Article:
Inside the Rotunda, Week Six

The Clock Ticks

The Legislature’s agenda for the next two months will soon be a lot clearer as the clock ticks on priority bill designations. Most bills brought before the Legislature do not make it to home plate (football season is over, so time to switch up the sports metaphors) unless they are prioritized as “priority” bills to be placed before other bills for floor debate. Each senator and committee has until February 20 to designate a limited number of bills as priority bills. Standing Committees can (generally) designate two bills as priorities, senators get to designate one bill as a priority, and the Speaker gets to designate up to 25 bills as priorities. Senators may make a request to the Speaker to choose one of their bills for priorities or they can work with another Senator who has a priority bill and “amend” important aspects of one of their non-priority bills. The deadline for senators to submit a request for a Speaker priority is Wednesday. Senators will be making a lot of tough and strategic decisions this week. For updates on priorities as they happen, you may want to bookmark this page.

The Office of Public Counsel

The Office of the Public Counsel (also known as the State Ombudsman’s Office) is a legislative staffer’s best friend. This office works to resolve citizens’ complaints against state agencies and it provides important oversight of the Executive Branch. Often, constituents will call a state senator when they are having an issue with an agency and staff will frequently seek the help of the Ombudsman’s Office to resolve the issue. Issues may include denial of Medicaid or other benefits, family reunification after a child has been taken into foster care or treatment of an individual while in state custody. Especially during session, when staff are busier with legislative affairs, the Ombudsman’s Office can provide the type of support that ensures constituent issues are examined and addressed while the business of the Legislature proceeds.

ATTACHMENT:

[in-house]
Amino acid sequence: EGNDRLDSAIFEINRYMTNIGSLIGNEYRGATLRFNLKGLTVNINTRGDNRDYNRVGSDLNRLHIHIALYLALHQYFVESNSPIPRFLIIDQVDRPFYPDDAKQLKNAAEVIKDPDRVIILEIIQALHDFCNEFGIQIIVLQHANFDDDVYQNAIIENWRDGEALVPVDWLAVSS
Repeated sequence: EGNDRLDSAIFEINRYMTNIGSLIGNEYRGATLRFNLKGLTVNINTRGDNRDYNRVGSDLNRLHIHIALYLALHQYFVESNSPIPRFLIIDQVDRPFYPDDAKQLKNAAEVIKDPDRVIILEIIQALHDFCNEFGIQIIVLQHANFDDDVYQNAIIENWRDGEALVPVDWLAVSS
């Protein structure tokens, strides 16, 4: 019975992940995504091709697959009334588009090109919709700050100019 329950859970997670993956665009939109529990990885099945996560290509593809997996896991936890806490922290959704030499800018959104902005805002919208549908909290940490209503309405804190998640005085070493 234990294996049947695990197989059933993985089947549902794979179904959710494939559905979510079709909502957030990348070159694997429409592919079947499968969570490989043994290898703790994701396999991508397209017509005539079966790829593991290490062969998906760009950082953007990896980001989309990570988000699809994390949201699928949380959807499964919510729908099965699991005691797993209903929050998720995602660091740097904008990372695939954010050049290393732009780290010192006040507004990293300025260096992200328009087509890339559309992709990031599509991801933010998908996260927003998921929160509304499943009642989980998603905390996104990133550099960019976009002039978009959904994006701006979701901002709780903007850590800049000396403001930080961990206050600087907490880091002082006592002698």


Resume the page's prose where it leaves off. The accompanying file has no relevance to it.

The Office of Public Counsel provides the added benefit of informing important policy changes, particularly through its subsidiary offices.  The Office of Inspector General of Child Welfare provides reports on issues like solitary confinement of youth that informs legislation, such as LB870 (Pansing Brooks) that was offered this year to curtail the overuse of solitary confinement of youth.  Likewise, the Office of Inspector General of the Nebraska Correctional System provides recommendations in its reports that inform a number of Corrections-related bills. This year, one of those bills includes LB871 (Wishart) which institute a longevity pay plan to deal with understaffing issues at our prisons. The Ombudsman’s Office provides an invaluable resource to serve constituents and provide informed policy recommendations for future legislation.

March Madness

Hearings will be winding down over the next couple of weeks and all-day debate will soon consume the floor. Get ready for fireworks in March. Tempers usually flare.

Until next time,

Your Capitol Fly on the Wall